Ocular Side Effects of MEK Inhibitors: Fluid Foci
Ophthalmology, December 2017
Francis et al. studied the characteristics of serous retinal disturbances in patients who receive the class of drugs known as mitogen-activated protein kinase (MEK) inhibitors. They found that certain features distinguish these disturbances from those noted in central serous chorioretinopathy (CSC), even though the conditions have been considered analogous by some researchers.
For this retrospective single-center study, the researchers included 313 fluid foci from a total of 25 patients (50 eyes) who were receiving MEK inhibitors to treat metastatic cancer. All eyes had evidence of serous retinal detachment, confirmed by optical coherence tomography (OCT). The researchers assessed the presence or absence of subretinal fluid via clinical examination and OCT, and they evaluated the morphology, distribution, and location of fluid foci serially for each eye.
Two independent observers measured choroidal thickness at 3 time points (baseline, fluid accumulation, and fluid resolution). Statistical analysis was used to correlate interobserver findings and to compare choroidal thickness and visual acuity at each time point. OCT characteristics of retinal anomalies at baseline were compared with those at fluid accumulation.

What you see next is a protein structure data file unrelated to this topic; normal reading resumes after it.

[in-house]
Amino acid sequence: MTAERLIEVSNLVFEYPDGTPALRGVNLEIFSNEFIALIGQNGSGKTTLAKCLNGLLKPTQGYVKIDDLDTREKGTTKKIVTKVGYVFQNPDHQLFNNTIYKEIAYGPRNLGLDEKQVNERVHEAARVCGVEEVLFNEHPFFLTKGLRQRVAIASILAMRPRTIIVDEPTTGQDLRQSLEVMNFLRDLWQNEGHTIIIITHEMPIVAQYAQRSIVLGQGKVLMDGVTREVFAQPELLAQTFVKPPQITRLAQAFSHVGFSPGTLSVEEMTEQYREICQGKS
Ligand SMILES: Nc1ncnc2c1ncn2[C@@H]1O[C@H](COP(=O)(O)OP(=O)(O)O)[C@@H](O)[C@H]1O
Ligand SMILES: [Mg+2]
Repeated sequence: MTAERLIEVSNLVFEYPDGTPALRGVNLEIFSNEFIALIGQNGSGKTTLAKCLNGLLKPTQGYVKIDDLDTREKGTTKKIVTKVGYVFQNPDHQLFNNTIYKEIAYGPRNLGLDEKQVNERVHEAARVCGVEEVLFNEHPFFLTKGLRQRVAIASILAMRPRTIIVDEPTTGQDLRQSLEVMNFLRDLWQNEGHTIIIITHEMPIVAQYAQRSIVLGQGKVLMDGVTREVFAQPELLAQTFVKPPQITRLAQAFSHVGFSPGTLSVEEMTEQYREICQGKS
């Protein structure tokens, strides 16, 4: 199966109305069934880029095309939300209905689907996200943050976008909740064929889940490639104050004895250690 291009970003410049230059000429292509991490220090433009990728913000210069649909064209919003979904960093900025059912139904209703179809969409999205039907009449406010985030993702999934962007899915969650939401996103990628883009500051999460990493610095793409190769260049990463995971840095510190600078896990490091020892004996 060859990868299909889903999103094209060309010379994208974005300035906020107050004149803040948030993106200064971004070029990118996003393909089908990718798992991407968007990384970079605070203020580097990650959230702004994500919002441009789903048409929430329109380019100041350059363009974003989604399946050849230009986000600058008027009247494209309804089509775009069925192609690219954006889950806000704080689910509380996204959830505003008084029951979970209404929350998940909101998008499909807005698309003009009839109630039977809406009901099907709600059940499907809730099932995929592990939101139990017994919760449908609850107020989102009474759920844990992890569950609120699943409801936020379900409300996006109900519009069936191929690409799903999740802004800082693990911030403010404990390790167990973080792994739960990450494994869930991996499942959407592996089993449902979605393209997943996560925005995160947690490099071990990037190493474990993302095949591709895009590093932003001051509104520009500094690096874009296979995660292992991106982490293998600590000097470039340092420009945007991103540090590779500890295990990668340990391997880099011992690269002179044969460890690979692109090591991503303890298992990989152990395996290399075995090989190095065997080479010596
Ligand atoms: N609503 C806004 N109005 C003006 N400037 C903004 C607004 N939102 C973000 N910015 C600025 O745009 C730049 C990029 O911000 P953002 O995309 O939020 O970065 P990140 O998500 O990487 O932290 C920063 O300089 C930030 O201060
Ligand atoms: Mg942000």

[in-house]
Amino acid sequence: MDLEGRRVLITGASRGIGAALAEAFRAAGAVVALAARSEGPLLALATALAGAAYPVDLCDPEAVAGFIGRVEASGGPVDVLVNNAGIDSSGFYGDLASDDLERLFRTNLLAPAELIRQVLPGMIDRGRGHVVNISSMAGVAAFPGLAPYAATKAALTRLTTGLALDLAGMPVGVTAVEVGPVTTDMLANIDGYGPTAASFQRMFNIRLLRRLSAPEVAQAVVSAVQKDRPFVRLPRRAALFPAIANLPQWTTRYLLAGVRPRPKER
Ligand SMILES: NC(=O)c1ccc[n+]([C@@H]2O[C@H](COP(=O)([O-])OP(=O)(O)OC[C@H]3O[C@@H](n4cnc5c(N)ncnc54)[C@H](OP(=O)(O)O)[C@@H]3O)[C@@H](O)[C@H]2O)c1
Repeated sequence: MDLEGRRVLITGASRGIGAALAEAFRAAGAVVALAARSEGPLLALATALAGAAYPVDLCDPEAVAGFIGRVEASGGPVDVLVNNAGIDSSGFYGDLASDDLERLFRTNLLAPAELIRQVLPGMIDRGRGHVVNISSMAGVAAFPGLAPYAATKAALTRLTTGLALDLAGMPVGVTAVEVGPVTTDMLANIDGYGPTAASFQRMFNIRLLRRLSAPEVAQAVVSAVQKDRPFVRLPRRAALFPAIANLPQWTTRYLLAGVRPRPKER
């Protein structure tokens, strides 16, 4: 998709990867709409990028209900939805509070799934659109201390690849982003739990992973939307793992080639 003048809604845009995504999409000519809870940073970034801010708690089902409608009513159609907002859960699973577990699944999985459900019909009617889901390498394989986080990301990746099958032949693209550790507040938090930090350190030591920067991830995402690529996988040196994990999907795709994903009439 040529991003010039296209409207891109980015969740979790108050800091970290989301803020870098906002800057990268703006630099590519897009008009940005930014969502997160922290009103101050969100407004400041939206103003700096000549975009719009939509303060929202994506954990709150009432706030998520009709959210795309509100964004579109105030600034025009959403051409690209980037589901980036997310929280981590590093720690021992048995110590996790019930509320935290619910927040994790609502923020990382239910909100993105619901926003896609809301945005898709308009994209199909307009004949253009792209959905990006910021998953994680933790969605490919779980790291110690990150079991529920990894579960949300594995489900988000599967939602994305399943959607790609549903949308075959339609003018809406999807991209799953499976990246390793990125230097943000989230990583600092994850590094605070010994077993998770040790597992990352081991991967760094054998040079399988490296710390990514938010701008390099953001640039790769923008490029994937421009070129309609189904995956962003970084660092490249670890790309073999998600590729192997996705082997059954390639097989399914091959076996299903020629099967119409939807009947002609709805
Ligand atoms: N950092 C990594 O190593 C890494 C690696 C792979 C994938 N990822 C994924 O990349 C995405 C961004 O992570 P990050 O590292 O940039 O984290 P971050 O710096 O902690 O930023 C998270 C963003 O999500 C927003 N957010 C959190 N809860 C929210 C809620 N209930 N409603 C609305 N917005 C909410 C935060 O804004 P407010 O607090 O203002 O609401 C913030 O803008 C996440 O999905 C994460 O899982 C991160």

FLUID FOCI CONFIGURATIONS. Domes (upper left) appear as dome-shaped fluid accumulation between the RPE and the interdigitation zone. Caterpillar foci (upper middle) appear as straight or plateaued low-lying accumulations. Wavy foci (upper right) present as a linear collection of tiny domes and displace the interdigitation zone in a wave-like pattern. Splitting foci (lower) appear as a broad, low-lying accumulation of fluid between the RPE and the interdigitation zone.
Most patients (92%) had bilateral fluid foci, which is less common in CSC. Most fluid foci in this study (77%) were multifocal, with at least 1 focus involving the fovea (83%). All fluid foci occurred between the interdigitation zone and an intact retinal pigment epithelium (RPE). Regarding morphology, the 313 fluid foci were classified as follows: dome (n = 231; 73.8%), caterpillar (n = 36; 11.5%), wavy (n = 31; 9.9%), and splitting (n = 15; 4.8%). Best-corrected visual acuity at fluid resolution did not differ significantly from that at baseline, and no eye lost more than 2 Snellen lines from baseline to fluid accumulation.
Choroidal thickness was similar at the 3 time points. Interobserver correlations were strong for choroidal thickness measurements and morphology grading. Contrary to typical CSC findings, the retinal pigment epithelium and choroid remained normal during MEK inhibition. There was no irreversible loss of vision and no serious eye damage.
The authors concluded that the subretinal fluid foci caused by MEK inhibition appear clinically and morphologically unique, and they noted that large prospective studies with greater imaging frequency are needed to draw firm conclusions.
The original article can be found here.